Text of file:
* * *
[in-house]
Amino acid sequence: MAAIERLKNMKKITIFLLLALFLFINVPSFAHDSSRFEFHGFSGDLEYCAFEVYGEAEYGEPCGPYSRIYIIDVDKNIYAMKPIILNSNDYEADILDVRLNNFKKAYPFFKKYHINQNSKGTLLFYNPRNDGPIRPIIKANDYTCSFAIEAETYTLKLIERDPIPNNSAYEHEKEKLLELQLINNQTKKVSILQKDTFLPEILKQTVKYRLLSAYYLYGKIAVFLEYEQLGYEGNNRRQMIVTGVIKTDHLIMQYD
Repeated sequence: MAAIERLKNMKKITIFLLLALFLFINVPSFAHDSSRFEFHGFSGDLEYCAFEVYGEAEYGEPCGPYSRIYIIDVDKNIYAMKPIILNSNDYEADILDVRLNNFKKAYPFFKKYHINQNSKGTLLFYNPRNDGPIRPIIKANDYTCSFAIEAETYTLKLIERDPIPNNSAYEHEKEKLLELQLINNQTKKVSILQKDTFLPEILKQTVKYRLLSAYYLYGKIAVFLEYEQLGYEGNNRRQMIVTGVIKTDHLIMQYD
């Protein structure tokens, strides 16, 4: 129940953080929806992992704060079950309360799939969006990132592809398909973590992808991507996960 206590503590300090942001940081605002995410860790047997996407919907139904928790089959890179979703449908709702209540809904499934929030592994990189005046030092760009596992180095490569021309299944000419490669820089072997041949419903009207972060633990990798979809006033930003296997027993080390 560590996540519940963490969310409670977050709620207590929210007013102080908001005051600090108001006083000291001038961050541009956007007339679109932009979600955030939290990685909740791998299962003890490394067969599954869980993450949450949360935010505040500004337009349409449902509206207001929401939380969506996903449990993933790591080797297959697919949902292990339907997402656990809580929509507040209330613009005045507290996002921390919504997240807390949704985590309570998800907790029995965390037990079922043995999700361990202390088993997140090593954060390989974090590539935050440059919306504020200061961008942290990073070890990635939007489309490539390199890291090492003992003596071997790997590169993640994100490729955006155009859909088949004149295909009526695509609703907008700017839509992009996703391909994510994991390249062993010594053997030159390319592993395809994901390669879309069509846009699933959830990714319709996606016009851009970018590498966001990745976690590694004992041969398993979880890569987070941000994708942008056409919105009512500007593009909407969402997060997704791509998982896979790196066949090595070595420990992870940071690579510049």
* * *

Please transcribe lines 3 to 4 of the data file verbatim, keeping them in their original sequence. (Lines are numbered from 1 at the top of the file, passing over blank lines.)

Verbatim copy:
Repeated sequence: MAAIERLKNMKKITIFLLLALFLFINVPSFAHDSSRFEFHGFSGDLEYCAFEVYGEAEYGEPCGPYSRIYIIDVDKNIYAMKPIILNSNDYEADILDVRLNNFKKAYPFFKKYHINQNSKGTLLFYNPRNDGPIRPIIKANDYTCSFAIEAETYTLKLIERDPIPNNSAYEHEKEKLLELQLINNQTKKVSILQKDTFLPEILKQTVKYRLLSAYYLYGKIAVFLEYEQLGYEGNNRRQMIVTGVIKTDHLIMQYD
């Protein structure tokens, strides 16, 4: 129940953080929806992992704060079950309360799939969006990132592809398909973590992808991507996960 206590503590300090942001940081605002995410860790047997996407919907139904928790089959890179979703449908709702209540809904499934929030592994990189005046030092760009596992180095490569021309299944000419490669820089072997041949419903009207972060633990990798979809006033930003296997027993080390 560590996540519940963490969310409670977050709620207590929210007013102080908001005051600090108001006083000291001038961050541009956007007339679109932009979600955030939290990685909740791998299962003890490394067969599954869980993450949450949360935010505040500004337009349409449902509206207001929401939380969506996903449990993933790591080797297959697919949902292990339907997402656990809580929509507040209330613009005045507290996002921390919504997240807390949704985590309570998800907790029995965390037990079922043995999700361990202390088993997140090593954060390989974090590539935050440059919306504020200061961008942290990073070890990635939007489309490539390199890291090492003992003596071997790997590169993640994100490729955006155009859909088949004149295909009526695509609703907008700017839509992009996703391909994510994991390249062993010594053997030159390319592993395809994901390669879309069509846009699933959830990714319709996606016009851009970018590498966001990745976690590694004992041969398993979880890569987070941000994708942008056409919105009512500007593009909407969402997060997704791509998982896979790196066949090595070595420990992870940071690579510049």